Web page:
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Tuesday, February 22, 2005

Superficial Security

Too many organizations deploy security technologies because they feel they have to, yet they often leave them so poorly configured that they do more harm than good.

In a new book, “Business Under Fire: How Israeli Companies are Succeeding in the Face of Terror—-and What We Can Learn from Them,” author Dan Carrison interviewed consultant Danny Halpern, who said, “In Israel, I believe we invest more in the quality of our security people and less in the mechanics.

In America, because of the huge numbers, the investment is in the mechanics—-the system—-and then they hire minimum wage security staff.”  This focus on mechanics has brought us the turf wars between the CIA and FBI, elderly women being forced to remove their shoes at airports and other counterterrorism security nonsense.  Similar nonsense—-the result of merely going through the motions of physical security—-exists in information security.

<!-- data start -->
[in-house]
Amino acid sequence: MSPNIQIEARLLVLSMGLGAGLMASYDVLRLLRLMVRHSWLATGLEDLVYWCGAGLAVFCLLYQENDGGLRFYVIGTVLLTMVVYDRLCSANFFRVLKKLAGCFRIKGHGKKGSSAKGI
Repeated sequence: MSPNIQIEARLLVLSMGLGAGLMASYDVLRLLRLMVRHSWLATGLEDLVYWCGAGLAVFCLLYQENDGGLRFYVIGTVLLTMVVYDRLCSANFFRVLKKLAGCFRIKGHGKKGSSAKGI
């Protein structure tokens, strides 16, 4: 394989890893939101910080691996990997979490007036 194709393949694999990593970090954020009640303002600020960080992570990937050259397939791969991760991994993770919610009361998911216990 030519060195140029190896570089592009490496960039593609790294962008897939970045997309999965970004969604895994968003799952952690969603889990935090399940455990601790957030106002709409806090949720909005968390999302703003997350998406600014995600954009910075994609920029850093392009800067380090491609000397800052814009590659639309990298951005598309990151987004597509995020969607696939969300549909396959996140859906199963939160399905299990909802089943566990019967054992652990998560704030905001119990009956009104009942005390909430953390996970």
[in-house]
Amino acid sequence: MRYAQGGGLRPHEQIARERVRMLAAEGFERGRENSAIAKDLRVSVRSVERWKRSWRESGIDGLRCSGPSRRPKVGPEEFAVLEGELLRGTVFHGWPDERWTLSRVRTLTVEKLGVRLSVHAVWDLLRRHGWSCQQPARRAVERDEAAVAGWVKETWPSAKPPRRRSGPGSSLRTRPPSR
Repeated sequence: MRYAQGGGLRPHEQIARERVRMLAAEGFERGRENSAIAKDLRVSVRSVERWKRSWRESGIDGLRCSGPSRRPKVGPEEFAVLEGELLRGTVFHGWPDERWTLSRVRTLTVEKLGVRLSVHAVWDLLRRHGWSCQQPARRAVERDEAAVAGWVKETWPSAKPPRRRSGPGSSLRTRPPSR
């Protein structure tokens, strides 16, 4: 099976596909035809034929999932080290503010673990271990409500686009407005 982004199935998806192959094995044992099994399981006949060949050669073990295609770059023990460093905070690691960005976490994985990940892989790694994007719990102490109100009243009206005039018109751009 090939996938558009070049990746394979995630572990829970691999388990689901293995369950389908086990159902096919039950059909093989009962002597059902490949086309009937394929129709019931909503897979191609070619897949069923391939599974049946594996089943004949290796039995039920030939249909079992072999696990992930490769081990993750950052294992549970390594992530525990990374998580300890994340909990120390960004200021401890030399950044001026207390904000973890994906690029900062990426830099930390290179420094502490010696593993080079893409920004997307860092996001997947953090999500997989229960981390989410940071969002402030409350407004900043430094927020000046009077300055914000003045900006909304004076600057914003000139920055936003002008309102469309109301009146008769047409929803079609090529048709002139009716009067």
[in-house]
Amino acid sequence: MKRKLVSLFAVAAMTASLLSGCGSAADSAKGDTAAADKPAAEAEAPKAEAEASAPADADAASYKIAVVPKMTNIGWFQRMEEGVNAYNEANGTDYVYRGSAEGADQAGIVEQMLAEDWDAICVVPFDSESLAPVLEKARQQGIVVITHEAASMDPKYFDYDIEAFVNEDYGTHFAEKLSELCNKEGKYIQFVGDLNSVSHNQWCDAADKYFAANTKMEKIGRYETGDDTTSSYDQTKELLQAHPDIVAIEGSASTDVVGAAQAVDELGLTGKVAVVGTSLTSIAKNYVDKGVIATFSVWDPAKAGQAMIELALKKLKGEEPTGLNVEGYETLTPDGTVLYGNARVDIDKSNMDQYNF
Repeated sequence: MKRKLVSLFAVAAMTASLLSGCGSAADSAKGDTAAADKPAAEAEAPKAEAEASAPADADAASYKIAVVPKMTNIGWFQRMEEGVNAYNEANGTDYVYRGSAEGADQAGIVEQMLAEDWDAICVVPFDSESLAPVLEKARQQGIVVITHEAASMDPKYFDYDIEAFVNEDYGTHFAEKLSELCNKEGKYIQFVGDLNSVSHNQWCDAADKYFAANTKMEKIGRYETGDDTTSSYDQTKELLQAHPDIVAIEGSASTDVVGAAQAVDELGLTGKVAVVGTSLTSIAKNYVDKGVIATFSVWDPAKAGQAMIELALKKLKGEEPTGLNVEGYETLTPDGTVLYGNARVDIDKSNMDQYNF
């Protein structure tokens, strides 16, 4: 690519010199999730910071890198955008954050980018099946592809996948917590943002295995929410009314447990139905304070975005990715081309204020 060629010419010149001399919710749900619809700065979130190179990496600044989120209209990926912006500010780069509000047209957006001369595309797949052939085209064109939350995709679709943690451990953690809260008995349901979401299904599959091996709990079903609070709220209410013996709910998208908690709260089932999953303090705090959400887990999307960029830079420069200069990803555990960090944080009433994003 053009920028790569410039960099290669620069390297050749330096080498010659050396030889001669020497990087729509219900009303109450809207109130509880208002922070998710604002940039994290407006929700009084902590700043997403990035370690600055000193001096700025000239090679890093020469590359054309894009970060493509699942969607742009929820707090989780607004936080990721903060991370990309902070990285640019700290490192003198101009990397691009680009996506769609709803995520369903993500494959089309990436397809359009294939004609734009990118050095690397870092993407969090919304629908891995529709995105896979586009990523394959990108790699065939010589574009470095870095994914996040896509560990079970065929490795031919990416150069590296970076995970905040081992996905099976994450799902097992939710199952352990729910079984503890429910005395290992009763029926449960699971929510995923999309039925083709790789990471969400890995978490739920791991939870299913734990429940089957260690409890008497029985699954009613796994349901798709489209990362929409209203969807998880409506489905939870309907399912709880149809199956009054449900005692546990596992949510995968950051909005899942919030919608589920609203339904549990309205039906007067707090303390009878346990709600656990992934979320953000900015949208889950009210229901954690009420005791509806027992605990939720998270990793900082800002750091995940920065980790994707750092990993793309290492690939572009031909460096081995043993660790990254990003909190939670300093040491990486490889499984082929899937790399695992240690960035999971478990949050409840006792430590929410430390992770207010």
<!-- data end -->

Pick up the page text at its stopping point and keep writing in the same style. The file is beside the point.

Security guru Marcus Ranum made this observation to me about poorly configured firewalls and noted that “eventually, if enough data is going back and forth through your firewall, it is no longer a firewall, it’s a router!  Deploying security products without first performing such an assessment is like taking medication without knowing what disease you have.  Effective risk assessment and analysis ensure that your organization is dealing with real threats.  The fact is, the most dangerous threats come from inside, contrary to the widespread perception that they come from the outside.

Hundreds of millions of dollars were wasted on PKI systems because organizations deployed them without understanding what their problem was or what a PKI system could do to solve it.

Too often, organizations go through the mechanics of purchasing and deploying security software and hardware items without knowing why.

http://www.eweek.com/article2/0,1759,1765060,00.asp

Posted on 02/22
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